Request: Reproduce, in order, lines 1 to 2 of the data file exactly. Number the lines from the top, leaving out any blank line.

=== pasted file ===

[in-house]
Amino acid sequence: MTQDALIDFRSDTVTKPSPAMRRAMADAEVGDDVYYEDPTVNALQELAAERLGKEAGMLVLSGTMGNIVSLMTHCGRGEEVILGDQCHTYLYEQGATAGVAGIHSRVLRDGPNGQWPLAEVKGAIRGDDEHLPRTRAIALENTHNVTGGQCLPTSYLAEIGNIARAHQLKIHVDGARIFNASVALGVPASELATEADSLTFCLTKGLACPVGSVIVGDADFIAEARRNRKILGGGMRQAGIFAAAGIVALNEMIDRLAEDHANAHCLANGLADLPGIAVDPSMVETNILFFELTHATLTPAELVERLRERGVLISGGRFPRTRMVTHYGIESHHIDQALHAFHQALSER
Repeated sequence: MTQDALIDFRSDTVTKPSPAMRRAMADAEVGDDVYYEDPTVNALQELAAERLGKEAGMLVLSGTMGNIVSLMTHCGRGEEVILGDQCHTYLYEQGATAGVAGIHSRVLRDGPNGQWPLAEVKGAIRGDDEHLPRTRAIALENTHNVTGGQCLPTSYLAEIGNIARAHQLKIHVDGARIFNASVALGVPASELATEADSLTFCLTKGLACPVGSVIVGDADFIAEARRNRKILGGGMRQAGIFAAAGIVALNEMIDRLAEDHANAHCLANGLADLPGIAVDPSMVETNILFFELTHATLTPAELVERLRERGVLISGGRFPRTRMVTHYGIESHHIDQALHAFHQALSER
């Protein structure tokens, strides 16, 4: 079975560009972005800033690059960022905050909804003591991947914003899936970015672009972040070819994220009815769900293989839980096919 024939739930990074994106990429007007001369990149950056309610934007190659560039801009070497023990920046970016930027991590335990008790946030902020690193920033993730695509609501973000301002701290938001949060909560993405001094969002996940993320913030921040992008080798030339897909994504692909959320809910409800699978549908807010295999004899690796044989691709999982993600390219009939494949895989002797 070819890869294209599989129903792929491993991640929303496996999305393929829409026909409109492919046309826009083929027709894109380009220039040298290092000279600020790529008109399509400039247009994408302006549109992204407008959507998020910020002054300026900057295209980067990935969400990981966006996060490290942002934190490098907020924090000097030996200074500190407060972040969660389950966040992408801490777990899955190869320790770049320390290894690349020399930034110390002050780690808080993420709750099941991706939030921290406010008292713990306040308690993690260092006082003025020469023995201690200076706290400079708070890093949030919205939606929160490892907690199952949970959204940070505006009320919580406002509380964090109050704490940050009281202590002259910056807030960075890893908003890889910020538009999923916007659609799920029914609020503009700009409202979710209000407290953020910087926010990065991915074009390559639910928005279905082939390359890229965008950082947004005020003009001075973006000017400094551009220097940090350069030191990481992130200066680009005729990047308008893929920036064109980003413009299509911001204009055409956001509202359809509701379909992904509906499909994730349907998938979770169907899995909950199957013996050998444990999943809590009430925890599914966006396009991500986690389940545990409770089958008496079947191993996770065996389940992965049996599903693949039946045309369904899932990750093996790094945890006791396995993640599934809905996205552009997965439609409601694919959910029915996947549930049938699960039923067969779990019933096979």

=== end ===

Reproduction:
[in-house]
Amino acid sequence: MTQDALIDFRSDTVTKPSPAMRRAMADAEVGDDVYYEDPTVNALQELAAERLGKEAGMLVLSGTMGNIVSLMTHCGRGEEVILGDQCHTYLYEQGATAGVAGIHSRVLRDGPNGQWPLAEVKGAIRGDDEHLPRTRAIALENTHNVTGGQCLPTSYLAEIGNIARAHQLKIHVDGARIFNASVALGVPASELATEADSLTFCLTKGLACPVGSVIVGDADFIAEARRNRKILGGGMRQAGIFAAAGIVALNEMIDRLAEDHANAHCLANGLADLPGIAVDPSMVETNILFFELTHATLTPAELVERLRERGVLISGGRFPRTRMVTHYGIESHHIDQALHAFHQALSER